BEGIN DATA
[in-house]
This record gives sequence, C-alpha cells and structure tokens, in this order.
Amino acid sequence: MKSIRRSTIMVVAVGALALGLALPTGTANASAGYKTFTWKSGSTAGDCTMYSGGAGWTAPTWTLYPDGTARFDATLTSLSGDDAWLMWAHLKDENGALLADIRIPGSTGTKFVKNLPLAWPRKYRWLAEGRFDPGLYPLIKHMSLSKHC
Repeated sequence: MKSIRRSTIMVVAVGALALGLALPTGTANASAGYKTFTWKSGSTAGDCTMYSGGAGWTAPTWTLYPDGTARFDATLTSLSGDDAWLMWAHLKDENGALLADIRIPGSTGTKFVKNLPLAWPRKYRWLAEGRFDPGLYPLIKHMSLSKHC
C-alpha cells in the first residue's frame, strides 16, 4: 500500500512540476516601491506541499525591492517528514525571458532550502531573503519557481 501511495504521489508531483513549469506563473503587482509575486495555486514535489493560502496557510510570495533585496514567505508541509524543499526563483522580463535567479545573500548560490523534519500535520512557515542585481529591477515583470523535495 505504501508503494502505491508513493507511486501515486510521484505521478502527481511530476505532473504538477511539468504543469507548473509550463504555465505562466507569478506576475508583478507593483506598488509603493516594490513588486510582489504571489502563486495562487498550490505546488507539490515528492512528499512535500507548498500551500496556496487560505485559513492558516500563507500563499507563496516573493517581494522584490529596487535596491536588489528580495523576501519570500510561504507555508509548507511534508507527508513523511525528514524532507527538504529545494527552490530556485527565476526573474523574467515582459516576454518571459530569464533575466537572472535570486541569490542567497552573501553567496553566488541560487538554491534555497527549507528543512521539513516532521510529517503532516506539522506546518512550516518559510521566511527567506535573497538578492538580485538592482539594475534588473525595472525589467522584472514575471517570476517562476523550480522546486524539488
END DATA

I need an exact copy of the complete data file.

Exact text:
[in-house]
This record gives sequence, C-alpha cells and structure tokens, in this order.
Amino acid sequence: MKSIRRSTIMVVAVGALALGLALPTGTANASAGYKTFTWKSGSTAGDCTMYSGGAGWTAPTWTLYPDGTARFDATLTSLSGDDAWLMWAHLKDENGALLADIRIPGSTGTKFVKNLPLAWPRKYRWLAEGRFDPGLYPLIKHMSLSKHC
Repeated sequence: MKSIRRSTIMVVAVGALALGLALPTGTANASAGYKTFTWKSGSTAGDCTMYSGGAGWTAPTWTLYPDGTARFDATLTSLSGDDAWLMWAHLKDENGALLADIRIPGSTGTKFVKNLPLAWPRKYRWLAEGRFDPGLYPLIKHMSLSKHC
C-alpha cells in the first residue's frame, strides 16, 4: 500500500512540476516601491506541499525591492517528514525571458532550502531573503519557481 501511495504521489508531483513549469506563473503587482509575486495555486514535489493560502496557510510570495533585496514567505508541509524543499526563483522580463535567479545573500548560490523534519500535520512557515542585481529591477515583470523535495 505504501508503494502505491508513493507511486501515486510521484505521478502527481511530476505532473504538477511539468504543469507548473509550463504555465505562466507569478506576475508583478507593483506598488509603493516594490513588486510582489504571489502563486495562487498550490505546488507539490515528492512528499512535500507548498500551500496556496487560505485559513492558516500563507500563499507563496516573493517581494522584490529596487535596491536588489528580495523576501519570500510561504507555508509548507511534508507527508513523511525528514524532507527538504529545494527552490530556485527565476526573474523574467515582459516576454518571459530569464533575466537572472535570486541569490542567497552573501553567496553566488541560487538554491534555497527549507528543512521539513516532521510529517503532516506539522506546518512550516518559510521566511527567506535573497538578492538580485538592482539594475534588473525595472525589467522584472514575471517570476517562476523550480522546486524539488